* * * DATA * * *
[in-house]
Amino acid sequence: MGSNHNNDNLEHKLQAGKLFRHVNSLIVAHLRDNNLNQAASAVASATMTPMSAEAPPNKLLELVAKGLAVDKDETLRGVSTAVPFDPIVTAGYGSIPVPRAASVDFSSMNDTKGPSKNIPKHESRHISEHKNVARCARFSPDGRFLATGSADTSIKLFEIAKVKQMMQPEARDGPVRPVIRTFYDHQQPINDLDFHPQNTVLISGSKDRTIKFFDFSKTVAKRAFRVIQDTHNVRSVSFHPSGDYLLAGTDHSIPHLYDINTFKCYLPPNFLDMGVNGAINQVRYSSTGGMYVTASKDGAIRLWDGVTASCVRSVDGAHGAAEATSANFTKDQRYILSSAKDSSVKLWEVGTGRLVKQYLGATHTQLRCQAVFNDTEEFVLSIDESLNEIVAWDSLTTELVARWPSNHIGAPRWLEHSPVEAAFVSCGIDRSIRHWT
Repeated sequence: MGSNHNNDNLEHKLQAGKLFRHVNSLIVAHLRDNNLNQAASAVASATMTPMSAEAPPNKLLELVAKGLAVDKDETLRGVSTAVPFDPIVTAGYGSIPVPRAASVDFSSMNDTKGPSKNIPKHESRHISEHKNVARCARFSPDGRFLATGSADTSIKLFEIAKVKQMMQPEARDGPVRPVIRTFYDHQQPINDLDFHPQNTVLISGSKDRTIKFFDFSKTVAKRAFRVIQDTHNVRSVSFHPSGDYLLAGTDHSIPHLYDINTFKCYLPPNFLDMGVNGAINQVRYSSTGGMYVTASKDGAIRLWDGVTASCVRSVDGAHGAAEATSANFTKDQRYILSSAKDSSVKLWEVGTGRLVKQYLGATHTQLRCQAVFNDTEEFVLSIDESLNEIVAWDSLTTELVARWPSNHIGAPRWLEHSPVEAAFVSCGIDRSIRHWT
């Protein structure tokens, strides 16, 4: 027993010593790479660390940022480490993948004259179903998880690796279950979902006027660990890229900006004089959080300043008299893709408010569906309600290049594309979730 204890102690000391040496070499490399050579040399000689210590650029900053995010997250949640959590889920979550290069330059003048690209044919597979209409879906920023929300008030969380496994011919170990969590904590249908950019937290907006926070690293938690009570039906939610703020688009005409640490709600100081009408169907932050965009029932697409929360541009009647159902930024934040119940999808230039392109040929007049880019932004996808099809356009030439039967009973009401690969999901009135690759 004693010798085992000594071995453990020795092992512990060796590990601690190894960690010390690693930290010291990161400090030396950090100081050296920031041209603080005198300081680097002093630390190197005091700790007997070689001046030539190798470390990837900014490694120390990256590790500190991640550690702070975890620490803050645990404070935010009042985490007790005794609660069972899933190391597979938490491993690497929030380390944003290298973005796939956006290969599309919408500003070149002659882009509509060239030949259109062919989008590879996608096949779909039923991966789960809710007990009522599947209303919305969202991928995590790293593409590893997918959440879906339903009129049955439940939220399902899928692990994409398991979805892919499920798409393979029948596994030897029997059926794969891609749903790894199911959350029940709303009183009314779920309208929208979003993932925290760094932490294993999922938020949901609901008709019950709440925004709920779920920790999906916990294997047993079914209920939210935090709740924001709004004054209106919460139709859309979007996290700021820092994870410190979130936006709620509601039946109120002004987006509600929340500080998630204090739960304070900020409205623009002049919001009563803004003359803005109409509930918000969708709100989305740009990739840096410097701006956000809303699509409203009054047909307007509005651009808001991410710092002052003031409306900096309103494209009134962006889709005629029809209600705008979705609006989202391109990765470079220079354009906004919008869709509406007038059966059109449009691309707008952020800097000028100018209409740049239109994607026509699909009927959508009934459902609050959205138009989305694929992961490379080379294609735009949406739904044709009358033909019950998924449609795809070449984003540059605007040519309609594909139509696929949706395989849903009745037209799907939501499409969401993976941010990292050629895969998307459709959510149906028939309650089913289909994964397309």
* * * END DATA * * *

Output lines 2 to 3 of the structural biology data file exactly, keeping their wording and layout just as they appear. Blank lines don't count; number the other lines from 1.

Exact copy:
Amino acid sequence: MGSNHNNDNLEHKLQAGKLFRHVNSLIVAHLRDNNLNQAASAVASATMTPMSAEAPPNKLLELVAKGLAVDKDETLRGVSTAVPFDPIVTAGYGSIPVPRAASVDFSSMNDTKGPSKNIPKHESRHISEHKNVARCARFSPDGRFLATGSADTSIKLFEIAKVKQMMQPEARDGPVRPVIRTFYDHQQPINDLDFHPQNTVLISGSKDRTIKFFDFSKTVAKRAFRVIQDTHNVRSVSFHPSGDYLLAGTDHSIPHLYDINTFKCYLPPNFLDMGVNGAINQVRYSSTGGMYVTASKDGAIRLWDGVTASCVRSVDGAHGAAEATSANFTKDQRYILSSAKDSSVKLWEVGTGRLVKQYLGATHTQLRCQAVFNDTEEFVLSIDESLNEIVAWDSLTTELVARWPSNHIGAPRWLEHSPVEAAFVSCGIDRSIRHWT
Repeated sequence: MGSNHNNDNLEHKLQAGKLFRHVNSLIVAHLRDNNLNQAASAVASATMTPMSAEAPPNKLLELVAKGLAVDKDETLRGVSTAVPFDPIVTAGYGSIPVPRAASVDFSSMNDTKGPSKNIPKHESRHISEHKNVARCARFSPDGRFLATGSADTSIKLFEIAKVKQMMQPEARDGPVRPVIRTFYDHQQPINDLDFHPQNTVLISGSKDRTIKFFDFSKTVAKRAFRVIQDTHNVRSVSFHPSGDYLLAGTDHSIPHLYDINTFKCYLPPNFLDMGVNGAINQVRYSSTGGMYVTASKDGAIRLWDGVTASCVRSVDGAHGAAEATSANFTKDQRYILSSAKDSSVKLWEVGTGRLVKQYLGATHTQLRCQAVFNDTEEFVLSIDESLNEIVAWDSLTTELVARWPSNHIGAPRWLEHSPVEAAFVSCGIDRSIRHWT